Re: How far really?
WHen I started out building rifles, which not to long after that time I was fortunate to be able to meet you in person as well. My main goal was promoting my wildcats and rifles and durning that 4-5 year period, I REALLY focused on longer range kills simply from a business stand point, had to prove my rifles were up to it more then anything so they would sell.
I agree with you totally, with a properly set up rifle, accurate drop chart, acceptable conditions and a competent shooter, 1000 yard shooting became really routine. Combine that with chamberings like my 7mm Allen Magnum and 338 Allen Magnum with some of the super bullets we were playing with at that time and it really got alot easier. Regular shooting and testing at 2000 and even 3000 yards made 1000 yard shooting, well boring for lack of a better term.
Things peaked in 2006 when I focused on achieving the Varmint Hunters Grand slam where I made kills at 995, 1095, 2100 and 2370 yards to qualify for the required 500, 1000, 1500 and 2000 yard kill ranges. This was accomplished in three months time with only 5 outings and less then 50 rounds sent down range.
The big game hunting seasons around that same time were focused on killing big game at past 1/2 mile and and several were cleanly taken at ranges past this and out to a bit over 1300 yards. Several animals were passed on to reach this goal in range. Good animals that normally would have been on my wall and instead I was focusing on the range of the kill and looking at smaller animals to do so.
Point being it became pretty easy, if an animal was within 1200 yards, if I wanted to kill it, it more then likely would hit the ground. As with you, I started to loose a bit of the drive to focus only on long range hunting. I did not pick up a bow or handgun but I did put away the 20 lb rifles and started taking out my lightweight 7mm AM which was fully up to 1/2 mile hunting but that was about it. Since then, 80% of the big game animals I have killed have been taken with that old rifle and the longest kills I have made since then have been taken by other members of my family using my Raptor rifles which I got the most kick out of.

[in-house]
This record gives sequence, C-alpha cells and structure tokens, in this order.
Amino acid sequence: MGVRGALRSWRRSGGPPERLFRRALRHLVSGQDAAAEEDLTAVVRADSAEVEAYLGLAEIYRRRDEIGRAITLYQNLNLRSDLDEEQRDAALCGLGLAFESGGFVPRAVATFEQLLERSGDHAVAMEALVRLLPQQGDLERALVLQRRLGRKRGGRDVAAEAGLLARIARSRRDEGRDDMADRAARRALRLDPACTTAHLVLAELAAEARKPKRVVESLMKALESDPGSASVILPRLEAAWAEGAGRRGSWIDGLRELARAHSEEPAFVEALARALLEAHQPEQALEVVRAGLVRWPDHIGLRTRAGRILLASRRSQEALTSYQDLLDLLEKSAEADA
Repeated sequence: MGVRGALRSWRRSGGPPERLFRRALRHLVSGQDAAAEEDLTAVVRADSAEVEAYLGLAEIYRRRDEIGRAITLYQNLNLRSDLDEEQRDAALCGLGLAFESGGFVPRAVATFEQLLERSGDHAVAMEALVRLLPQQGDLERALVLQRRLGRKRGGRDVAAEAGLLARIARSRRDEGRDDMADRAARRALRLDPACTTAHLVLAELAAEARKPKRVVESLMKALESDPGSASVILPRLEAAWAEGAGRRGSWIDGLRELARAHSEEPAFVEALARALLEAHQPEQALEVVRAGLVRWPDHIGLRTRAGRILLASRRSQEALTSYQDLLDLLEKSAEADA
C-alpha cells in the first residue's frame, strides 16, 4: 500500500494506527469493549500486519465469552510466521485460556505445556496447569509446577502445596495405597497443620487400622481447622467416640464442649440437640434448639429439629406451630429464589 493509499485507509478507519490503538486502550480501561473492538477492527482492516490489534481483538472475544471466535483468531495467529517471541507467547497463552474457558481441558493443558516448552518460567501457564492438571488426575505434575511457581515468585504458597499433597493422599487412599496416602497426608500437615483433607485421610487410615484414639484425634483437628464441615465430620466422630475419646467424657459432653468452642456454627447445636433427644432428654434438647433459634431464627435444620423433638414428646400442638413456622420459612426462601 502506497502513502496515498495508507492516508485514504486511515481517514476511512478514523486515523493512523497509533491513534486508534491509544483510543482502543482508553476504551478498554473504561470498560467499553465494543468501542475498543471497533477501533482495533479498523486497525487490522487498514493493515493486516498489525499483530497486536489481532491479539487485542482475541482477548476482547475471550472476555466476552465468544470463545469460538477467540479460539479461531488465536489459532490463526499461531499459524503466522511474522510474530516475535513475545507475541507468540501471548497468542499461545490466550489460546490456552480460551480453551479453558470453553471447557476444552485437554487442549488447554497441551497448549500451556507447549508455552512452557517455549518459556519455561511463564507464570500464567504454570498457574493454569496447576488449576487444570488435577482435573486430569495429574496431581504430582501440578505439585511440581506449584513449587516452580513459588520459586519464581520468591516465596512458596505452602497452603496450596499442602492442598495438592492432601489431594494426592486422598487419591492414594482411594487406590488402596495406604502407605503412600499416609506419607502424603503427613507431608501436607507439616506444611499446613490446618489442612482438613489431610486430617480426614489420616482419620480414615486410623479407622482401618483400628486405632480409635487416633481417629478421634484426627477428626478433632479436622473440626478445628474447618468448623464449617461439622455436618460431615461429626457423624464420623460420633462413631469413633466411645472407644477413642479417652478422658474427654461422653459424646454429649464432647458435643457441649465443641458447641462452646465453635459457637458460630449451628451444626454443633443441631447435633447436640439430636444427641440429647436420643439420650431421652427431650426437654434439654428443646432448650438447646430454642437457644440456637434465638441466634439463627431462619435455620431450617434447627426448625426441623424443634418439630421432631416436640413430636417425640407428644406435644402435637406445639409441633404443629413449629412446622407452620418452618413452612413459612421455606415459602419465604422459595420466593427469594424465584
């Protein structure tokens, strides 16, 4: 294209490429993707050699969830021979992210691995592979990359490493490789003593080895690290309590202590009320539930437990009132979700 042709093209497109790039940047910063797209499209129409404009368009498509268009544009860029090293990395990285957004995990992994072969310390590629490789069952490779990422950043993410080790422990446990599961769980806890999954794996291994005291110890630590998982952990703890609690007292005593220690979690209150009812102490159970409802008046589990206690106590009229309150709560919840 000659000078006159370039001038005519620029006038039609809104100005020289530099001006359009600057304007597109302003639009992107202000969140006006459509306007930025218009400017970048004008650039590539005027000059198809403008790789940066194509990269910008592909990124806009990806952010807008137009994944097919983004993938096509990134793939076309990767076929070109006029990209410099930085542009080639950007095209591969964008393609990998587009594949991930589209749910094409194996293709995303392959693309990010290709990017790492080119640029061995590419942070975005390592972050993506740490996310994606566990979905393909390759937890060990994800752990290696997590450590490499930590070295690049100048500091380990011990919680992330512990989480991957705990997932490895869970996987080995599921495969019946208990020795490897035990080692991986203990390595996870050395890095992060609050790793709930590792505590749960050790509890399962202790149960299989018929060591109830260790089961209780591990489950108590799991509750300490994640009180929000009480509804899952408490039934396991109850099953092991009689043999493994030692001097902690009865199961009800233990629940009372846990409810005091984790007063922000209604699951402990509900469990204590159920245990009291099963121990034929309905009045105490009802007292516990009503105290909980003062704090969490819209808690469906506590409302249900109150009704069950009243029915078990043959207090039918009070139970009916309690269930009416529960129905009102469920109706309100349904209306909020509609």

Simply put, if you get a quality rifle(this does not mean a $6000 weapon either), good scope, and take the time to learn the rifle, its ballistics and your limitations, long range hunting is not as difficult as many would have you believe. With the technology we have and use today, the limiting factors are rangefinding equipment and most of all, our egos.
The very most important skill to learn for the long range hunter is your own limitations and to know when NOT to shoot more then anything else. Shooters skill wise, its just meaningful time behind the rifle. You do not need to put 1000 rounds down range a year to stay proficent with a quality rifle. Once its set up, you can put 20 rounds down range a year and still be fully capable of 1000 yard hunting proficency. Obviously more is better but if the time in the field is used correctly and your practicing hunting type shots, you can get alot of practice out of a relatively limited amount of shooting.
I personally will not shoot past 500 yards in a wind over 15 mph and will limit shots in a 10 mph wind to less then 800 yards. For 1000 yard shooting on big game, I will not shoot if there is much preceptable wind at all. That again is just me, to each their own but to me, its just not worth what COULD happen.
As with Bob, I have grown to the point that being in the field has become the enjoyment, not really the killing. That is why I often hold out for larger animals and really have no interest inkilling younger animals because I know that once I pull that trigger, my hunting season is pretty much over if I do my part and that is the goal!!!
Allen Precision Shooting
Home of the Allen Magnum, Allen Xpress and Allen Tactical Wildcats and the Painkiller Muzzle brakes.
Farther, Faster and Flatter then ever before.
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